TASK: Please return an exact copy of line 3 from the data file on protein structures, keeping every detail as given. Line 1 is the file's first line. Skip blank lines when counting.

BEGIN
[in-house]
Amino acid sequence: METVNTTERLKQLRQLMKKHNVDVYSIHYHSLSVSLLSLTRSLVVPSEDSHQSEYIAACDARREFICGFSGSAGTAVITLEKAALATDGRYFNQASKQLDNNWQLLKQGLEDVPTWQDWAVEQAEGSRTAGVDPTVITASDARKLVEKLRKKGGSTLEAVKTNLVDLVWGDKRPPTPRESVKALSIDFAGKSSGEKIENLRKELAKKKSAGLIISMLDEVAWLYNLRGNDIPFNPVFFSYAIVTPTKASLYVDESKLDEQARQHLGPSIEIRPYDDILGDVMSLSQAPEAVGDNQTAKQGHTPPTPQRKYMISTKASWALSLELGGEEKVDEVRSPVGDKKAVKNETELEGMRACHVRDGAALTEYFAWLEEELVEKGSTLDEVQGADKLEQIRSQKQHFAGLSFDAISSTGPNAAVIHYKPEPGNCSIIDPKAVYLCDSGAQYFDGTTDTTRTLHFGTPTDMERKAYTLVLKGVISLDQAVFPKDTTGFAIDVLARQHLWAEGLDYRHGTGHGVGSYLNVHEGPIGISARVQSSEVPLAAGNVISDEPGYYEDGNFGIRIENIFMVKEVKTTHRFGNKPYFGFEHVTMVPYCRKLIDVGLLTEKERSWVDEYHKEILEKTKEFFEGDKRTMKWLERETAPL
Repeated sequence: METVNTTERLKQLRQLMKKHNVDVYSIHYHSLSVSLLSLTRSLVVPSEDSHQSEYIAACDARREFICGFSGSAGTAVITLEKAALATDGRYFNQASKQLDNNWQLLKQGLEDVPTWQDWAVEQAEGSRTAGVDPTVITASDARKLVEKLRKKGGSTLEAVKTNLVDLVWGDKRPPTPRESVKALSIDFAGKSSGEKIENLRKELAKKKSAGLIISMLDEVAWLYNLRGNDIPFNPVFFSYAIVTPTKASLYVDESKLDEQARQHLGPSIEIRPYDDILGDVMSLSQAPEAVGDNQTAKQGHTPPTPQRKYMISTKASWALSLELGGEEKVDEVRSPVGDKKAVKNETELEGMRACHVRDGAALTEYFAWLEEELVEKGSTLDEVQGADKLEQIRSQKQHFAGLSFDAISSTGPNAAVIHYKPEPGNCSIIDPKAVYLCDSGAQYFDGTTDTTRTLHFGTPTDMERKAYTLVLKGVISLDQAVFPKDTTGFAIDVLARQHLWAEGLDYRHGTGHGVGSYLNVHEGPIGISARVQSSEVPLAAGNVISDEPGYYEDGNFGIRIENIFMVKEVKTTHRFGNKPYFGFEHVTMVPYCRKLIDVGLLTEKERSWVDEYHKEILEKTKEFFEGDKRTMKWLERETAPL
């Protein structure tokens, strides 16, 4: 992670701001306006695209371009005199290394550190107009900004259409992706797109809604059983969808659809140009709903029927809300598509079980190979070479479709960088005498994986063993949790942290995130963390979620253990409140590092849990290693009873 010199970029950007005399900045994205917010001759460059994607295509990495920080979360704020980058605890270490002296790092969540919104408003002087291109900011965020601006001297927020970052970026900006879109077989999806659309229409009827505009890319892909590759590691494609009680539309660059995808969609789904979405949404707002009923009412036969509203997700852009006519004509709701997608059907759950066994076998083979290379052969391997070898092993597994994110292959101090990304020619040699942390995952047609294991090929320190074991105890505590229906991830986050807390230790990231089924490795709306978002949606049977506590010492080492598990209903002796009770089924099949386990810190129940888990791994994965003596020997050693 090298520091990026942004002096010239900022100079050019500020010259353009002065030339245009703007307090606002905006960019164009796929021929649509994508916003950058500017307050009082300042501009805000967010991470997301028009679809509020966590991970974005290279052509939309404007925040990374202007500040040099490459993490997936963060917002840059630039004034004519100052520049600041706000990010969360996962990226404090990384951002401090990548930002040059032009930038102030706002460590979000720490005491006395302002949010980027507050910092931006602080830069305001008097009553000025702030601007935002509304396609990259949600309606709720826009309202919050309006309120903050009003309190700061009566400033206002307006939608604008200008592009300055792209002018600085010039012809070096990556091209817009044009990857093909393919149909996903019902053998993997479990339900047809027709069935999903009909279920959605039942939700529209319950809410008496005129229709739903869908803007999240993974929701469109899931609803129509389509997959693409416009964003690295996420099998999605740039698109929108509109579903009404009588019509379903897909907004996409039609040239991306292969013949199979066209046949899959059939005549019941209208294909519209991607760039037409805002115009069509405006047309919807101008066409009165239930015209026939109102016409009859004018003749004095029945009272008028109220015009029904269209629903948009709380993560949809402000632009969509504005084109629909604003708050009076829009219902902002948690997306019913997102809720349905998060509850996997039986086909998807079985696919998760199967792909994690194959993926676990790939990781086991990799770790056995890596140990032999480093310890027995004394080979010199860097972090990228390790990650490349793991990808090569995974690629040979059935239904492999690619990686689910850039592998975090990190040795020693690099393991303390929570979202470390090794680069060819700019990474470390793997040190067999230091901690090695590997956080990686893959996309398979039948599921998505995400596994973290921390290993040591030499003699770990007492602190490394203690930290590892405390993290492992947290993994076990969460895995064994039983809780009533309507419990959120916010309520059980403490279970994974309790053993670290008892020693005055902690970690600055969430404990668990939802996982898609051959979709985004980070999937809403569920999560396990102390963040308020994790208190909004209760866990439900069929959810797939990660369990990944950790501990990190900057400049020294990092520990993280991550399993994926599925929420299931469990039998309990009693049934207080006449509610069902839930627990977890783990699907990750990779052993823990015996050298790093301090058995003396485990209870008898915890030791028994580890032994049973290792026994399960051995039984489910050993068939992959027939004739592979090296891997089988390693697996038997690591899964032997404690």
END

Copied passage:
Repeated sequence: METVNTTERLKQLRQLMKKHNVDVYSIHYHSLSVSLLSLTRSLVVPSEDSHQSEYIAACDARREFICGFSGSAGTAVITLEKAALATDGRYFNQASKQLDNNWQLLKQGLEDVPTWQDWAVEQAEGSRTAGVDPTVITASDARKLVEKLRKKGGSTLEAVKTNLVDLVWGDKRPPTPRESVKALSIDFAGKSSGEKIENLRKELAKKKSAGLIISMLDEVAWLYNLRGNDIPFNPVFFSYAIVTPTKASLYVDESKLDEQARQHLGPSIEIRPYDDILGDVMSLSQAPEAVGDNQTAKQGHTPPTPQRKYMISTKASWALSLELGGEEKVDEVRSPVGDKKAVKNETELEGMRACHVRDGAALTEYFAWLEEELVEKGSTLDEVQGADKLEQIRSQKQHFAGLSFDAISSTGPNAAVIHYKPEPGNCSIIDPKAVYLCDSGAQYFDGTTDTTRTLHFGTPTDMERKAYTLVLKGVISLDQAVFPKDTTGFAIDVLARQHLWAEGLDYRHGTGHGVGSYLNVHEGPIGISARVQSSEVPLAAGNVISDEPGYYEDGNFGIRIENIFMVKEVKTTHRFGNKPYFGFEHVTMVPYCRKLIDVGLLTEKERSWVDEYHKEILEKTKEFFEGDKRTMKWLERETAPL